The Most Important Chart of the Year

Okay, I’ve been saying it since the summer. I’ve been writing about it almost weekly. And now I want you to see it.

Below is the price chart of the 10-Year U.S. Treasury Note.

A close look at the price chart of the 10-Year U.S. Treasury Note, and what it means for the U.S. economy

Chart courtesy of

From this price chart, you can see that the yield on the bellwether 10-year Treasury has risen from 2.4% in October of 2010 to 3.7% yesterday, an astounding 54% increase in long-term interest rates in only four months!

The Federal Reserve can manipulate short-term rates, as it sets the Federal Fund Rate, but the Fed cannot manipulate the direction of long-term interest rates. The current $600-billion QEII the Fed is implementing is case in point of failure to change the direction of long-term interest rates.

Why is this the most important chart of the year?

The chart of the 10-year U.S. Treasury is so important, because it shows that long-term interest rates are rising sharply. Obviously, this will eventually have a negative impact on the stock market and the economy.

Three events (or a combination of them) could be causing long-term interest rates to rise so sharply:

The bond market could see U.S. economic growth better than expected over the long term. The bond market could be predicting higher inflation ahead. The bond market could be pricing in higher rates on U.S. Treasuries (government debt), as foreigners demand greater return on their funds, as the greenback devalues in light of growing national debt.

Short- to long-term, a stock market does not rise when long-term interest rates are rising so quickly. Nor does an economy grow in the wake of sharply higher long-term interest rates. Think the housing market. How can it ever recover if rates for mortgages keep rising? Long-term, this chart tells me there is trouble ahead.

Michael’s Personal Notes:

I’m sad to say it, but it’s true. After being married for 20 years, I’ve run out of ideas on what to do for my wife for Valentine’s Day this year. Here’s the problem. My wife does not like gifts. She prefers any gifts to her (from me or the kids) to be in the form of a donation to a worthy cause, even if it’s $100. She’s at the point in her life where she only buys what she needs and that’s it. Chocolates and flowers? After 20 years, too boring for me to even consider.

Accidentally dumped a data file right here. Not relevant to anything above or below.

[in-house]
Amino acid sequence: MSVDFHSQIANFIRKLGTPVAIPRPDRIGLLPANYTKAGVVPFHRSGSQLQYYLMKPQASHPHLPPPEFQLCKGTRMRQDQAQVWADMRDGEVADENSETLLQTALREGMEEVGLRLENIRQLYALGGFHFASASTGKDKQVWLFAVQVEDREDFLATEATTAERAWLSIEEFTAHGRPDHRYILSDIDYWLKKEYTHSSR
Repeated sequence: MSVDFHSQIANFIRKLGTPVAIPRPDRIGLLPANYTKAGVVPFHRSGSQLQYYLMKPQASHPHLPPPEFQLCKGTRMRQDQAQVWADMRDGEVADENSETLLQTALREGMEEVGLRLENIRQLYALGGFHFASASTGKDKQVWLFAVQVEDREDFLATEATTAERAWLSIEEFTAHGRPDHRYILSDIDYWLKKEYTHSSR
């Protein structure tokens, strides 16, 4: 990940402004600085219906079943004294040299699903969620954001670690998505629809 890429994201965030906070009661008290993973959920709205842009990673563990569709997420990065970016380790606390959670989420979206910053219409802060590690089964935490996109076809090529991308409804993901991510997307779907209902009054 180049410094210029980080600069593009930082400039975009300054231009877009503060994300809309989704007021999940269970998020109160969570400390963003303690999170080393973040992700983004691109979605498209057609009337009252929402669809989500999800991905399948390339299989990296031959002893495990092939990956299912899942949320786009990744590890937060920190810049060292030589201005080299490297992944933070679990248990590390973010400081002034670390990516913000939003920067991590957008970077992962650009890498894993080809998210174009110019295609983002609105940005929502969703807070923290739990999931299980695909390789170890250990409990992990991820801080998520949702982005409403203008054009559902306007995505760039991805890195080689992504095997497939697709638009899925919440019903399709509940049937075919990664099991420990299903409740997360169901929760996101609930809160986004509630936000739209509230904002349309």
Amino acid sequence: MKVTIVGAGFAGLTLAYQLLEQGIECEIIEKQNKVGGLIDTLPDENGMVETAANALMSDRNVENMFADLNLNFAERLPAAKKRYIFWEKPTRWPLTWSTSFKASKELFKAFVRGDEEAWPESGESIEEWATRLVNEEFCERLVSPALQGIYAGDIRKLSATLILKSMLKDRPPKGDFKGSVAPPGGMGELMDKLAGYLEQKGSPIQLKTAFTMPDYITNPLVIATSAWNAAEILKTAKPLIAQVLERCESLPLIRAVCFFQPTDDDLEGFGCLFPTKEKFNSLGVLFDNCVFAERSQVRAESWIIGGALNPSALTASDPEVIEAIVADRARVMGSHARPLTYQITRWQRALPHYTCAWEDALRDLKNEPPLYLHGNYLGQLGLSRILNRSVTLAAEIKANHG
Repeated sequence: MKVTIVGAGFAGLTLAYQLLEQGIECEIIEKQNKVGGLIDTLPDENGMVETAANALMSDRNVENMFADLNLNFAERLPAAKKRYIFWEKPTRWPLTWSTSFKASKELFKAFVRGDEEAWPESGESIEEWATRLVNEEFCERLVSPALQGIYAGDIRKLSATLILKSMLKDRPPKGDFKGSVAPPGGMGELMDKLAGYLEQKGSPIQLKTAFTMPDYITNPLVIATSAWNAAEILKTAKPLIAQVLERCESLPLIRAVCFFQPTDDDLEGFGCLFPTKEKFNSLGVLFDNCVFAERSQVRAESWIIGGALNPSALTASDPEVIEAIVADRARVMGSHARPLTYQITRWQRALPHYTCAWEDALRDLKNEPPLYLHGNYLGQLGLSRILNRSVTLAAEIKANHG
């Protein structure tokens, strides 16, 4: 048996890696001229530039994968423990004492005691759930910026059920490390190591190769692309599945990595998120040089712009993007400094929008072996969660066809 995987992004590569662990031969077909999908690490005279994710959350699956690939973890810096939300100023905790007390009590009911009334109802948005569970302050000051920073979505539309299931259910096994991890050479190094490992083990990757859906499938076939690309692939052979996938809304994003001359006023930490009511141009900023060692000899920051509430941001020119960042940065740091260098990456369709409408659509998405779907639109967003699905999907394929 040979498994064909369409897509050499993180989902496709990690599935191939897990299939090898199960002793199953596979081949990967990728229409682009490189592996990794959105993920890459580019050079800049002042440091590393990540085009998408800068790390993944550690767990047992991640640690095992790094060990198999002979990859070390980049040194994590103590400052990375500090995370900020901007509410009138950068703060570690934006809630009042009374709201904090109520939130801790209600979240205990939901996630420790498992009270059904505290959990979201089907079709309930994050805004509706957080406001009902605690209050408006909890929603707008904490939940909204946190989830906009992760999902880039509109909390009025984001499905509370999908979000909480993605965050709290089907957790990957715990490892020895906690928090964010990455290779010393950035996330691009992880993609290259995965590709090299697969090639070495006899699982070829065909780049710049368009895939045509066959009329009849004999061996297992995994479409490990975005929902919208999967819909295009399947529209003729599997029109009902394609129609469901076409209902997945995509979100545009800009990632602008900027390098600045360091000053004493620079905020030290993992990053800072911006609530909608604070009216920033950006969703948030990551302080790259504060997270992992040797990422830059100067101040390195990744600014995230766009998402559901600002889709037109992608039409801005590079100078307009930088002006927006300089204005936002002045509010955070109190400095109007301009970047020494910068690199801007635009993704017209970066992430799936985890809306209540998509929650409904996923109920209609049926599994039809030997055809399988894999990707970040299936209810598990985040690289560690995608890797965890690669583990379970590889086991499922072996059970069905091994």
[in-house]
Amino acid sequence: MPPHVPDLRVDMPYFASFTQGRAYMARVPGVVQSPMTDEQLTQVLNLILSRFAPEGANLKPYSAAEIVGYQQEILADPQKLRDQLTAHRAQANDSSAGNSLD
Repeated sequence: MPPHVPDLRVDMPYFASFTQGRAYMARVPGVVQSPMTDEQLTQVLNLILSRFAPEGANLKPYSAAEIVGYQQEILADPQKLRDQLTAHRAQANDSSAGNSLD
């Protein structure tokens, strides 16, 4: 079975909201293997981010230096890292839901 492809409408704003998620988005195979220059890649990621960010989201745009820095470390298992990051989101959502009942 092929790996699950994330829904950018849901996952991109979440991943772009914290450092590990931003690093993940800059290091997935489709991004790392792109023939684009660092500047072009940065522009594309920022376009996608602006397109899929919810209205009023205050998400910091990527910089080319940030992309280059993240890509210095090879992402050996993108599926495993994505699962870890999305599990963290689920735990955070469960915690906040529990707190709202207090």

To compound things, if there are two days of the year I hate going to restaurants it’s Valentine’s Day and Mother’s Day. There are 363 other days of the year we can go out where service will not be poor, it won’t take three hours to eat a meal, and the restaurants won’t be so full that you need to become best friends with the table next to you.

This morning I thought, hey, I have a couple of hundred thousand friends; why not ask them for some ideas on how I can make this Valentine’s Day memorable? I’m serious. If you can send your comments and ideas, I would really appreciate it. In fact, I promise to read every one.

The trials and tribulations of Valentine’s Day!

Where the Market Stands; Where it’s Headed:

Up, up and away, that’s where the market is headed. Day after day, stocks are rallying and the naysayers can’t believe it. Hmm. Who has been saying four times a week, since December, that stocks would rally in the immediate term? Oh, that’s me! (Forgive me, dear reader, in this business, where the market’s job is to trick analysts like me at every step of the way, you need to grab that limelight when you can.)

The Dow Jones Industrial Average opens this morning up 5.7% for 2011…a great start to the year. But short- to long-term, I’m still turning bearish. The pressure on long-term interest rates to rise is boiling (see lead article today) and there’s too much bullishness out there. Enjoy the rise in stock prices while it lasts.

What He Said:

“Over the past few weeks, I’ve written about subprime lenders and how their demise will hurt the U.S. housing market, the economy and the stock market. There’s no escaping the carnage headed our way, because the housing market and subprime business are falling apart. The worst of our problems, because of the easy money made available to borrowers, which fueled the housing boom that peaked in 2005, have yet to arrive.” Michael Lombardi in PROFIT CONFIDENTIAL, March 22, 2007. At the same time that Michael wrote this, former Fed Chief Alan Greenspan was quoted as saying “…the worst is over for the U.S. housing market and there will be no economic spillover effects from the poor housing market.”